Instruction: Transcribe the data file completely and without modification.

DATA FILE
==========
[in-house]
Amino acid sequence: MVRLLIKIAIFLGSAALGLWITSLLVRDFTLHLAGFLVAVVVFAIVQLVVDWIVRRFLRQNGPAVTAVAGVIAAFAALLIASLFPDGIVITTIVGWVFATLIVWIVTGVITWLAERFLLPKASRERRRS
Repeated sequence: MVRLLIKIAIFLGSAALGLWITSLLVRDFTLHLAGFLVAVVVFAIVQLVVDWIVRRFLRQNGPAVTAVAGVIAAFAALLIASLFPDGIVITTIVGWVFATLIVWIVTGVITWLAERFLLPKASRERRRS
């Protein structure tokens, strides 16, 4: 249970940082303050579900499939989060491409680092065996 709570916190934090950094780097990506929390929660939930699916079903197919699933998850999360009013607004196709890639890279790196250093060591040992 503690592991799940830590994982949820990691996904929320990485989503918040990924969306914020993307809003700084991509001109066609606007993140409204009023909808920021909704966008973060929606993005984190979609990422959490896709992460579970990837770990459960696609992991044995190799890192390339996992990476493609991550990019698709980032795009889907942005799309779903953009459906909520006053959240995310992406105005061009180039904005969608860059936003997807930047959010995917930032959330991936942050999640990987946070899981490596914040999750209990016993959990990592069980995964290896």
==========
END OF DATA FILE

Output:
[in-house]
Amino acid sequence: MVRLLIKIAIFLGSAALGLWITSLLVRDFTLHLAGFLVAVVVFAIVQLVVDWIVRRFLRQNGPAVTAVAGVIAAFAALLIASLFPDGIVITTIVGWVFATLIVWIVTGVITWLAERFLLPKASRERRRS
Repeated sequence: MVRLLIKIAIFLGSAALGLWITSLLVRDFTLHLAGFLVAVVVFAIVQLVVDWIVRRFLRQNGPAVTAVAGVIAAFAALLIASLFPDGIVITTIVGWVFATLIVWIVTGVITWLAERFLLPKASRERRRS
């Protein structure tokens, strides 16, 4: 249970940082303050579900499939989060491409680092065996 709570916190934090950094780097990506929390929660939930699916079903197919699933998850999360009013607004196709890639890279790196250093060591040992 503690592991799940830590994982949820990691996904929320990485989503918040990924969306914020993307809003700084991509001109066609606007993140409204009023909808920021909704966008973060929606993005984190979609990422959490896709992460579970990837770990459960696609992991044995190799890192390339996992990476493609991550990019698709980032795009889907942005799309779903953009459906909520006053959240995310992406105005061009180039904005969608860059936003997807930047959010995917930032959330991936942050999640990987946070899981490596914040999750209990016993959990990592069980995964290896």